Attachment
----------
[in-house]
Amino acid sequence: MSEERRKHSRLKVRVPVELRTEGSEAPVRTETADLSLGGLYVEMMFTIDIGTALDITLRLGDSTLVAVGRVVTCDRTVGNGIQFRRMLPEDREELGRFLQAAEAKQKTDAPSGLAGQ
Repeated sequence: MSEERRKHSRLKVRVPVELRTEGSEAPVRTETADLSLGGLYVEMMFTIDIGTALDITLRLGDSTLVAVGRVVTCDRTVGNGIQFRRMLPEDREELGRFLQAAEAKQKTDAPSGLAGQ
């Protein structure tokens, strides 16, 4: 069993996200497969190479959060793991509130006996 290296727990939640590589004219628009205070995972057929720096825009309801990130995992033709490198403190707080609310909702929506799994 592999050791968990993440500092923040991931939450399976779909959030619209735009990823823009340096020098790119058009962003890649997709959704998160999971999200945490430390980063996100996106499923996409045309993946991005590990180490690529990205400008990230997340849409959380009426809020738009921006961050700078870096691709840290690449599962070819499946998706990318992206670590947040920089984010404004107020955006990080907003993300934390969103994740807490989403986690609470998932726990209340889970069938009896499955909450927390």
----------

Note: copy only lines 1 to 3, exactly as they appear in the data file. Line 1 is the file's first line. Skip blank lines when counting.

[in-house]
Amino acid sequence: MSEERRKHSRLKVRVPVELRTEGSEAPVRTETADLSLGGLYVEMMFTIDIGTALDITLRLGDSTLVAVGRVVTCDRTVGNGIQFRRMLPEDREELGRFLQAAEAKQKTDAPSGLAGQ
Repeated sequence: MSEERRKHSRLKVRVPVELRTEGSEAPVRTETADLSLGGLYVEMMFTIDIGTALDITLRLGDSTLVAVGRVVTCDRTVGNGIQFRRMLPEDREELGRFLQAAEAKQKTDAPSGLAGQ